Admiral McRaven speaks in Presidential Lecture Series

Admiral William McRaven gives a lecture as part of the presidential lecture series. (Paige Bold/The News)

Emily Shepherd

Contributing Writer

On Thursday, Feb. 13, Admiral William H. McRaven reflected on his father’s time at Murray State and his 37 years of service for the United States as a guest speaker at a news conference, as well as the Presidential Lecture.

News Conference

McRaven spoke primarily on his father—Claude McRaven—who used to attend the University. Throughout his childhood, McRaven would hear about Murray as though it were the foundation of his father’s adult life.  

 “Growing up, my father used to talk about Murray State as though it were hallowed ground,” McRaven said.

McRaven’s father was heavily involved in sports including baseball, football, basketball and track and field. Claude McRaven was also inducted into the Murray State Hall of Fame in 1975.  

McRaven didn’t learn of his father’s feats of greatness until he found an old scrapbook. This Scrapbook contained newspaper clippings showing Claude McRaven’s victories as a Thoroughbred. 

“I’m looking at this astounded… he didn’t tell me how successful he had been on the gridiron and on the basketball court,” McRaven said.

But what McRaven remembered above all when it came to the subject of Murray State, was his father’s love of education.

“He really impressed upon me and my two sisters a value in education,” McRaven said. “He said all he had to leave me and my sisters was an education.”

The stories Claude McRaven would tell about his time at Murray State were tales of learning and reverence for the University. McRaven explained that his dad was a very humble man.

McRaven continued saying it was surreal and emotional for him to come back to the building that his father spent most of his time studying in.

Presidential Lecture

As the seats of Lovett Auditorium filled up, McRaven spoke about his life in special operations and his pronounced respect for his parents in his book Sea Stories at the Presidential Lecture Series. 

“I hope what you find [in the book Sea Stories] is about the magnificent soldiers and marines that I had the opportunity to work within my thirty-seven years… it’s their story through my eyes,” McRaven said. 

McRaven explained that the book wasn’t about him, it was about the men and women that he served with, and the men and women who came before him who he described as ‘the greatest generation.’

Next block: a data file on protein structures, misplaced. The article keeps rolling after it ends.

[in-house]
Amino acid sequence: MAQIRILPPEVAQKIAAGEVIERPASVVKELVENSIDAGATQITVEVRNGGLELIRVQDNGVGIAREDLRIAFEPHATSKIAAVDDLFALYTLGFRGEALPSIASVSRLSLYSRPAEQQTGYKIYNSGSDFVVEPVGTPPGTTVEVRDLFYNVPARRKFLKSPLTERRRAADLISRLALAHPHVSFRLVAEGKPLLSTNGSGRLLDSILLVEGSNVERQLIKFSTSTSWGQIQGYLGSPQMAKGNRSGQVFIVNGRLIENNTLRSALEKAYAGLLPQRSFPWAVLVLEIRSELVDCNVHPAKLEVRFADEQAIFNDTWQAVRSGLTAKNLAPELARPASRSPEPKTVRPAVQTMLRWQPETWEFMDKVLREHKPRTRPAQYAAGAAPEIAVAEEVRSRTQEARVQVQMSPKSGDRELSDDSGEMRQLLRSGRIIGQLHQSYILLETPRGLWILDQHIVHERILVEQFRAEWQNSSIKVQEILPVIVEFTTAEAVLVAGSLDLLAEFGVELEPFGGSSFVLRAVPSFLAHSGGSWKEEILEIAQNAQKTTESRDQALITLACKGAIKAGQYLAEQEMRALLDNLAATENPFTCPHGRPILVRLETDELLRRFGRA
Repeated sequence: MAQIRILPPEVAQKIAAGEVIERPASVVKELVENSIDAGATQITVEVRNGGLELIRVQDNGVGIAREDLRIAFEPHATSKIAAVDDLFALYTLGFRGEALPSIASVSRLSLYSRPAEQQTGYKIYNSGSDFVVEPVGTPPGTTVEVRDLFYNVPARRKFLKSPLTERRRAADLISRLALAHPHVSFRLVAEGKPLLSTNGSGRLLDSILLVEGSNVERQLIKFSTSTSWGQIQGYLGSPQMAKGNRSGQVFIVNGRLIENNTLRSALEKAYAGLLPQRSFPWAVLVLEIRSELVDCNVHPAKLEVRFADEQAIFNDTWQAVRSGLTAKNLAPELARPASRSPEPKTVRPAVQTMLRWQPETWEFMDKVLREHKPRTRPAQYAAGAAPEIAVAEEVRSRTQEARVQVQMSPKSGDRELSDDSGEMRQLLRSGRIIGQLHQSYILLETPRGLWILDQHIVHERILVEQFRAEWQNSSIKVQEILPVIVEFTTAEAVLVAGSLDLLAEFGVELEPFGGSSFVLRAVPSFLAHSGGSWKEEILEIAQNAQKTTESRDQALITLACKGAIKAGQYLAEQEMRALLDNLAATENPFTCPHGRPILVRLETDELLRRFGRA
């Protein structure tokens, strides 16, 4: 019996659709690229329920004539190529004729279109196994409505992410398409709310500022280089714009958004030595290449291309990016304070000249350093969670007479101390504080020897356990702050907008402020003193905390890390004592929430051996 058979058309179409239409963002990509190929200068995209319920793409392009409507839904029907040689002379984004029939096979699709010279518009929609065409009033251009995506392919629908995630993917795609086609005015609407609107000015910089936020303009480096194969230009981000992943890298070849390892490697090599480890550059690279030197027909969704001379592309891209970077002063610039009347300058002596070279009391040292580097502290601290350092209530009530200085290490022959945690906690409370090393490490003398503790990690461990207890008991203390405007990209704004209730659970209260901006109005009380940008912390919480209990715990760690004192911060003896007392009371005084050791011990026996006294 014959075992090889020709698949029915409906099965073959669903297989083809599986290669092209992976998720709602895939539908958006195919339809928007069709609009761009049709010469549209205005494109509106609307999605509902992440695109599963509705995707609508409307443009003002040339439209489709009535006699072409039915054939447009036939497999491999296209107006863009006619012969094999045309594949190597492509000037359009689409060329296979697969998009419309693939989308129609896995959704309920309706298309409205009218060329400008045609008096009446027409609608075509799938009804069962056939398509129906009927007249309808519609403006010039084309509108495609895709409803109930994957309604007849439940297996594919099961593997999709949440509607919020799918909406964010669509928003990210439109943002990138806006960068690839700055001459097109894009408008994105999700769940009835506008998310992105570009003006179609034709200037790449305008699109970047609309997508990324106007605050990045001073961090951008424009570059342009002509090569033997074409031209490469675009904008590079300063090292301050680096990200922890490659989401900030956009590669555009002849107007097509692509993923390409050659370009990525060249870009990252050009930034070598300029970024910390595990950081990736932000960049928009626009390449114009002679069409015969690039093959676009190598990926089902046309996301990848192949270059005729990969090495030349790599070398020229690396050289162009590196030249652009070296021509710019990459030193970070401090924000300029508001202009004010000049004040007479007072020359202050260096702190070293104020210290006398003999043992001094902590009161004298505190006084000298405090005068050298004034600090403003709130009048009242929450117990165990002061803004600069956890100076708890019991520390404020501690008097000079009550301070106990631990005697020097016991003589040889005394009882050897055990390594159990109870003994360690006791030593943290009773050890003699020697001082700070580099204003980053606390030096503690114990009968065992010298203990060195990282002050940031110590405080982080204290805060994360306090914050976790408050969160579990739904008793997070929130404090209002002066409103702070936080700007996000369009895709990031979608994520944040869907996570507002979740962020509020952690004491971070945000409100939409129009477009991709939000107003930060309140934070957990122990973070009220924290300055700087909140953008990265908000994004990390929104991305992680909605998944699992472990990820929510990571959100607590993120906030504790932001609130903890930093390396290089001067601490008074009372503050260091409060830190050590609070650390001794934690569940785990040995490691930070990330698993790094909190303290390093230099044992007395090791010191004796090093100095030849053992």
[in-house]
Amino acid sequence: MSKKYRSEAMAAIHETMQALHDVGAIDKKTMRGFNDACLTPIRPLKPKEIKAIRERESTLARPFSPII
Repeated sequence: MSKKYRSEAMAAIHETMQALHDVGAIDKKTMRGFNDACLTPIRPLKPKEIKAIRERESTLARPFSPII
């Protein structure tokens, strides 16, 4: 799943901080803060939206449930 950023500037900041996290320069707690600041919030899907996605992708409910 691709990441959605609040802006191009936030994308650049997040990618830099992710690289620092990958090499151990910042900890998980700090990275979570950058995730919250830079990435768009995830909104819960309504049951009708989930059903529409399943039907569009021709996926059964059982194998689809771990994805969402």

“I realized at the time how important the stories were for the men and women of this generation, this generation were children of World War I, they were children of the great depression,” McRaven said. “These stories allowed them to deal with the challenging times in their lives.”

McRaven spoke of hope again saying that millennials receive a bad rap. He describes how millennials have been involved in combat,  in firefights in Afghanistan, or are going to school to try to make a better life for themselves. He said millenials are tough and determined to make a better life for themselves.

“I’m their biggest fans,” McRaven said with a smile. “This generation is in fact ‘the next great generation.’ They’re not like us, their music is different, they are hard workers, they are patriotic… they want to get things done, they have a great sense of friendship… they believe in making things happen.” 

McRaven dedicated chapters in his book to honoring the generations who came before him and to the ones who fought afterward in World War II. Many of the chapters in Sea Stories describe the brutal training that SEALs have to pass in order to become a Navy SEAL. 

In a separate chapter, McRaven describes a story of hope. He begins explaining how his class broke a vital rule and as a punishment the Vietnam Vet instructor made them sit for hours in extremely cold mud up to the men’s chins. The instructors then tried to entice the trainees out, saying if five of the men quit, then all of the men could come out of the mud.

He heard one man start to sing which caused all of the other men to lock arms and start singing. This made the instructors shout at them through bullhorns to quit.

“Hope is the most powerful force in the universe,” McRaven said. “You will all have the opportunity to give someone hope, never ever give that up.”